• There are few things an independent pet retailer hates more than a shopper who comes in, finds what they’re looking for and then buys it on Amazon — while standing in the store. But what if the product were only available in that store? What if shopping for it on Amazon wasn’t an option? There are vendors and manufacturers who go out of their way to protect their independent retailer customer base by offering brands that are only available to specialty pet supply stores like yours.
  • Budget the time and expense to send some trusted employees to pet product trade shows such as SuperZoo or Global Pet Expo. Have them conduct market research, talk to the different vendors and sales reps, and figure out if there’s anything new on the market that you absolutely must have for your store.


You can set yourself apart from your competition by carefully curating your product selection. Here are some examples:

  • Build the best natural dog chew bar in town. Offer a wide range of chews that will appeal to all life stages and all sizes of dogs. Have something to offer for those picky dogs, dogs with missing teeth, dogs with sensitive stomachs, dogs with allergies. Chews usually have great profit margins, so you should put some focus into building a solid dog chew section.
  • Put together a large selection of durable, interactive dog toys. With the growing popularity of dog sports, such as agility, dock diving, and disc dog, more and more people are looking for a durable tug toy that their dog will go crazy working for. The squeaky stuffed animals that you usually see stocked at pet supply stores won’t cut it for these types of customers.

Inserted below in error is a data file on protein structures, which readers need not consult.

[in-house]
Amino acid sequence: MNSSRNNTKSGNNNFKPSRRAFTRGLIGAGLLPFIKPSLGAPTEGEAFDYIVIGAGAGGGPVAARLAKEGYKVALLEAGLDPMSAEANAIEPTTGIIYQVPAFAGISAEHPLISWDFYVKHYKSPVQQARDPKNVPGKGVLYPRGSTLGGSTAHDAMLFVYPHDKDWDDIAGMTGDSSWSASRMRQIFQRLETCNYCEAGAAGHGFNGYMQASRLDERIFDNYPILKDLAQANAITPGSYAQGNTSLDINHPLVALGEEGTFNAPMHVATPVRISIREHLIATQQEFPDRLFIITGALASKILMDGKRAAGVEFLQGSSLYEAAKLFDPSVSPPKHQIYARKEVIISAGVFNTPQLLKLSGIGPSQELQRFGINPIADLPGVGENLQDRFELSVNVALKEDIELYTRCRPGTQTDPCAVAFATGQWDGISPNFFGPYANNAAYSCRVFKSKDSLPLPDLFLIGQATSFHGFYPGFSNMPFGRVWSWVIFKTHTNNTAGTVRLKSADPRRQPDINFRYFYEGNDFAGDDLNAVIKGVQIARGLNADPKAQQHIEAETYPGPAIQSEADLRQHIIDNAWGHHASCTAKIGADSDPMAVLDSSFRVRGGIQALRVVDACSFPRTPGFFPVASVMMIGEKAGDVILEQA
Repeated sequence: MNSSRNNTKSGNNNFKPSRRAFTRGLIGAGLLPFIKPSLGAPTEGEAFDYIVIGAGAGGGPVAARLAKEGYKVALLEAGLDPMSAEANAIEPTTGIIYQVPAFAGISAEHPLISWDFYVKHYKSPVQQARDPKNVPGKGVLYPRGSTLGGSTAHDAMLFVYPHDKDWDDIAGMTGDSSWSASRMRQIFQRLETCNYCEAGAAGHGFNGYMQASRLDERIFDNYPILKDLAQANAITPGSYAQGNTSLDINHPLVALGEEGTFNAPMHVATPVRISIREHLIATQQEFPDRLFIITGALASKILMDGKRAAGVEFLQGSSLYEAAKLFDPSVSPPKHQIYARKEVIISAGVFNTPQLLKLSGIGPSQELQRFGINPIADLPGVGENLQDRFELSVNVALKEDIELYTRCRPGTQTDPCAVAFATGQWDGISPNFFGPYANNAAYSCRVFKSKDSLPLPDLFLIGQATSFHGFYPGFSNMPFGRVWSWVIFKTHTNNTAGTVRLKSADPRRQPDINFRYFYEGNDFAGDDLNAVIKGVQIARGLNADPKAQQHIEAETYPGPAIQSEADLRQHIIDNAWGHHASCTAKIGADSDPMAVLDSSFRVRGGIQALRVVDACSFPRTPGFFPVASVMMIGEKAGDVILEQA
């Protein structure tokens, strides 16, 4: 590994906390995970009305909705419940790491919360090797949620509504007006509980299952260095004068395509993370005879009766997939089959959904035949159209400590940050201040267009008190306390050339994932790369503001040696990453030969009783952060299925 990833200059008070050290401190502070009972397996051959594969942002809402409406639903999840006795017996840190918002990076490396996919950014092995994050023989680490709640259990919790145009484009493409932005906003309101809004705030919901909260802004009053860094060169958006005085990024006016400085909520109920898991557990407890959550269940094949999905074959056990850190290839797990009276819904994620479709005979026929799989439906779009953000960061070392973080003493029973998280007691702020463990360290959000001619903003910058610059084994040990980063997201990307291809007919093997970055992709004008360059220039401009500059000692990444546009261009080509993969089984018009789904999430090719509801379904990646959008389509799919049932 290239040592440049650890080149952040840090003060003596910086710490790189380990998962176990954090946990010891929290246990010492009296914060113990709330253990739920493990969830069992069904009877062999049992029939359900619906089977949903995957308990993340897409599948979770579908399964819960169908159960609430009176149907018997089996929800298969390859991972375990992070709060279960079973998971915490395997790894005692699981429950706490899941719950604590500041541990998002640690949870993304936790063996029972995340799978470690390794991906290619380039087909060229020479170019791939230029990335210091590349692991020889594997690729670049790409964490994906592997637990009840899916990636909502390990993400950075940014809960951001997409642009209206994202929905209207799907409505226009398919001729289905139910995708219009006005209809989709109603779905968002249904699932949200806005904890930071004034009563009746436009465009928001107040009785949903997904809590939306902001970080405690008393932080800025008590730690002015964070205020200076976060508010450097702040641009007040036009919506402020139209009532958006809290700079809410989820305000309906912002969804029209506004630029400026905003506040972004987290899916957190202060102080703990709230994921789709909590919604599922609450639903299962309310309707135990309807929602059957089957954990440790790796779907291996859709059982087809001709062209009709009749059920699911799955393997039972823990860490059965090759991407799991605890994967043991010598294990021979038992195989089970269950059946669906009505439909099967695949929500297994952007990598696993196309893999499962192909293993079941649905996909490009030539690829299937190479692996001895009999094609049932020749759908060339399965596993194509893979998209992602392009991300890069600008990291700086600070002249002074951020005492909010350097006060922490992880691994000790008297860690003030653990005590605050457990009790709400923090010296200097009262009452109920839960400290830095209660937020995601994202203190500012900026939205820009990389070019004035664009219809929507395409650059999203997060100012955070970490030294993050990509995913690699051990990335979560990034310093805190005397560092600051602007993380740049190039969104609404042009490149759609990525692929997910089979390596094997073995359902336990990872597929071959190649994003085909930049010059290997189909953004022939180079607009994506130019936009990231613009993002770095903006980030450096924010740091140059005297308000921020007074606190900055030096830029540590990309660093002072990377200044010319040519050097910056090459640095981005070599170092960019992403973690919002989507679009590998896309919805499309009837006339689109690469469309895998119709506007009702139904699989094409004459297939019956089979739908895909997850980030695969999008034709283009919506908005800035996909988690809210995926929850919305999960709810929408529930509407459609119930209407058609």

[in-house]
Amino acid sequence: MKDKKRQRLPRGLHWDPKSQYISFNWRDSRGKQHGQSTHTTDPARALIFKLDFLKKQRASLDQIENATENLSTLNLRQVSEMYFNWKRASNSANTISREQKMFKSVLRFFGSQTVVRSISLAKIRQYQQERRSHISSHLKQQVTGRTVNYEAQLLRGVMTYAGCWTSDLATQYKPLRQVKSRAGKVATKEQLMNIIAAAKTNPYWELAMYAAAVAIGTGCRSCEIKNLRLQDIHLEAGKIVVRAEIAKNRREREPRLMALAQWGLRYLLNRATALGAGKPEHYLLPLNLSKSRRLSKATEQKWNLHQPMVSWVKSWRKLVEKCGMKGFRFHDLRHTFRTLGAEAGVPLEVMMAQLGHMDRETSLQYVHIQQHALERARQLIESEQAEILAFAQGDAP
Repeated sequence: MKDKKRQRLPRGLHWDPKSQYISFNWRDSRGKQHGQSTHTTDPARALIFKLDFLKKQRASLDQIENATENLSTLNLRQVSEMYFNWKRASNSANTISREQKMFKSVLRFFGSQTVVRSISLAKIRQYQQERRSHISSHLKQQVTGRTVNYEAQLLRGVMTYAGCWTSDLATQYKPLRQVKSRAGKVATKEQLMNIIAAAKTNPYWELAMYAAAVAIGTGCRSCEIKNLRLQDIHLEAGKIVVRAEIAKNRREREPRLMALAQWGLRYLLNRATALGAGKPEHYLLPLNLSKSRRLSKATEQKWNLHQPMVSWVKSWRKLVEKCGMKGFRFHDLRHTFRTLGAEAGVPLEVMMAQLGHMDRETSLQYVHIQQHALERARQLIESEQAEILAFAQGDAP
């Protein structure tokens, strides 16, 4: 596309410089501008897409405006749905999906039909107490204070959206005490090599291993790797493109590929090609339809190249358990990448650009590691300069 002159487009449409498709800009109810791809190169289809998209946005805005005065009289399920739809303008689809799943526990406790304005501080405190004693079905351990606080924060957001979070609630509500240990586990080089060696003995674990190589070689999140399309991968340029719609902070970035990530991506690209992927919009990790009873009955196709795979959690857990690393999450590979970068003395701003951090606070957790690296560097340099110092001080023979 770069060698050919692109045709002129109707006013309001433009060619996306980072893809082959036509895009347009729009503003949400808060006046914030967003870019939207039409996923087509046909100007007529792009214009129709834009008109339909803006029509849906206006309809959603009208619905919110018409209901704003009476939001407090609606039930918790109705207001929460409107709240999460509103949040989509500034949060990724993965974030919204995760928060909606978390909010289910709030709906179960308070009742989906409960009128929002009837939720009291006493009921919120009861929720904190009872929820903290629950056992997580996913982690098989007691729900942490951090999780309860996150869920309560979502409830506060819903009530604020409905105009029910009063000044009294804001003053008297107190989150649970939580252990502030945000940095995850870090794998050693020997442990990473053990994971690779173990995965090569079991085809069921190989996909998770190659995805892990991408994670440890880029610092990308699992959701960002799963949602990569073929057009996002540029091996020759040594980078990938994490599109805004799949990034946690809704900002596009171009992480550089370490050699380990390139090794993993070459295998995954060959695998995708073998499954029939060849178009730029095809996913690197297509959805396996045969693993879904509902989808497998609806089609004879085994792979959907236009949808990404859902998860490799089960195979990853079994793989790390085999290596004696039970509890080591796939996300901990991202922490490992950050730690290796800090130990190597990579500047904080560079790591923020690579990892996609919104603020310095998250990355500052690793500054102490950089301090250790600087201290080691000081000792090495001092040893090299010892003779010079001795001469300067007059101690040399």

• Along with your usual Primal and Stella and Chewy’s in the freezer, try to find local manufacturers of raw frozen dog food and bones. Often, these types of manufacturers source all of their meat and vegetables from local farms, and when that’s the case, promote them with signage such as, “Shop Local!”


With the amount of time that people spend online and browsing social media, it’s imperative that you maintain an active online presence. Your customers will have an easy way of communicating with you, and with little-added cost, you can easily share relevant videos and photos with your customers (such as product demos, customer “Dog of the Day”, adoptable local cats and dogs who are looking for a home, new product announcements, and much more).

Posting relevant content regularly and actively engaging with customers who put the time into writing to you will keep you at the top of mind for your regular and potential new customers.